Now let’s assume that the stock market gets absolutely clobbered, down roughly 30%. Which by the way, is about the average decline the stock market has experienced in the past dozen or so Bear Markets since WWII. Remember, Bear Markets are a totally normal and expected event that inevitably comes around from time to time either due to economic cycles, bubbles, or significant external events like what we are currently experiencing with the global pandemic.
In our example here, let’s also assume that while stocks were getting clobbered, the bond side of your portfolio largely held its value. In this case, your allocation could then look like this:
Stocks: $50,000 – 62.5%
Bonds: $30,000 = 37.5%
Often times, investors are inclined to make emotional decisions out of fear (in this case) and might actually consider SELLING OUT of stocks after this big decline. BUT, this is where optimizing can swoop in and save the day.
If you are following a regular, recurring strategy of rebalancing your investments let me show you INSTEAD what would take place
Now that your portfolio has dropped in value to $80,000 and stocks now make up just 62.5% of the portfolio as opposed to the original target allocation of 70% that you originally established. To then properly rebalance your account back to the original Target allocation into stocks you would need to SELL some of your bonds that had held their ground and BUY more stocks at these depressed levels. PRECISELY WHAT INVESTORS SHOULD BE DOING! It is amazing how in times where the stock market is chugging along making new highs, most investors jubilantly pour more and more money into their portfolios and then conversely, when the stock market goes “on sale” many investors’ emotions kick in and then all rational thought goes flying out the window and fear takes over.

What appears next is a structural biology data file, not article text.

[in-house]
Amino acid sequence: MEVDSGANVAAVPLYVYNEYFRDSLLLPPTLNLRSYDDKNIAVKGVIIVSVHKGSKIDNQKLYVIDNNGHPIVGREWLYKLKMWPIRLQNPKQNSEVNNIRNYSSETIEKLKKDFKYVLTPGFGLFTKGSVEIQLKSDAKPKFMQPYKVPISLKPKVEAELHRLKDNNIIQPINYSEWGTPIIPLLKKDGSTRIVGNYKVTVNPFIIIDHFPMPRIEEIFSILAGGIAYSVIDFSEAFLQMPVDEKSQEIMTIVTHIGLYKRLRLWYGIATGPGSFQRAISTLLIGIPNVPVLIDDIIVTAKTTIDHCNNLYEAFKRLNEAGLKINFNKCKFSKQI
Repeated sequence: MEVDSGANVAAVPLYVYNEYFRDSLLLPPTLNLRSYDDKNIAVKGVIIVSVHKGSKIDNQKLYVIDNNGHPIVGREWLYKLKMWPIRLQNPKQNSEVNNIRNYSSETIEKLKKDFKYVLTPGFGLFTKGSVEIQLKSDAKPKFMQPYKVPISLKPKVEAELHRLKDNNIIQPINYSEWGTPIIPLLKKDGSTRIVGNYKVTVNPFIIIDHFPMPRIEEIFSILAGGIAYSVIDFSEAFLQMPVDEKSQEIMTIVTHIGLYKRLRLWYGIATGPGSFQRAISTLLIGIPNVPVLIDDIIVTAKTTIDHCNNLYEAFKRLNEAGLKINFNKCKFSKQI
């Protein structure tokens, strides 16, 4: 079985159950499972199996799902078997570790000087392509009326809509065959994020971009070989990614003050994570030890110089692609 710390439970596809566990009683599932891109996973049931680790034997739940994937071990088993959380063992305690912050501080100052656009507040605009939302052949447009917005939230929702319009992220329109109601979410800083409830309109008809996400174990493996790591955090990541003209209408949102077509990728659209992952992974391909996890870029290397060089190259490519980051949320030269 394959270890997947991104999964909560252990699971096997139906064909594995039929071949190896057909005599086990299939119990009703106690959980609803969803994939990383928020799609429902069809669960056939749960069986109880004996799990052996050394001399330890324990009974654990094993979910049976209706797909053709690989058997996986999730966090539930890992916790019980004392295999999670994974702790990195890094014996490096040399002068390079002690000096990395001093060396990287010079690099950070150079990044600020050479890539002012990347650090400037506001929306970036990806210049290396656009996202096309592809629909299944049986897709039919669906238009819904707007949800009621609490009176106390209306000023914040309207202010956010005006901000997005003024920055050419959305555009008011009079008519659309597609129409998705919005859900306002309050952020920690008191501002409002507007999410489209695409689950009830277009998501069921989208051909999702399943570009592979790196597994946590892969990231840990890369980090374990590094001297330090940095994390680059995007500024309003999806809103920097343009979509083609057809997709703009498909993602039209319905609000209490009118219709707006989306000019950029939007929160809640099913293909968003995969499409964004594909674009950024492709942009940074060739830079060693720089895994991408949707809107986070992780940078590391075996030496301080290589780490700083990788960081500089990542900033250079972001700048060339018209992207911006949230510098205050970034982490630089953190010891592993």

But when you allow the power of an automated optimizing strategy to just do its thing, it prevents emotions from creeping in and taking over. You are not having to make decisions at all during these times. The automated optimizing process handles all the heavy lifting and by just doing math, it automates the process of proper decision making over and over and over, throughout the course of your investing career.
Oh, and conversely – an automated optimizing strategy also works quite well in times of growth in the stock market. As stocks and the stock market are making new highs, automated optimizing will trim some of the profits in stocks and add to bonds, or other kinds of stocks in your portfolio that have fallen a bit behind. Again, just letting mathematics handle the decision making process in your portfolio.
See “Buy Low, Sell High” in Practice
What I love most about utilizing an automated optimizing strategy is that by default, it forces investors to follow that age-old practice of buying low and selling high. Slowly and surely, over time, portions of your retirement portfolio are shifted from the investments or asset classes that have performed well over to the investments or asset classes that haven’t done as well. Little by little over a long period of time this adds up to extra return in your account and most importantly, gets you out of your own way when it comes to emotional decision making.
Reap the Benefits of Rebalancing Your Investments with Blooom
Now that you have read why rebalancing your investments is important, consider optimizing your portfolio with blooom! Our goal is to give you a solid chance to improve the allocation of your account and maximize your portfolio. Sign up today for a free analysis and see how rebalancing your investments with blooom is a no brainer!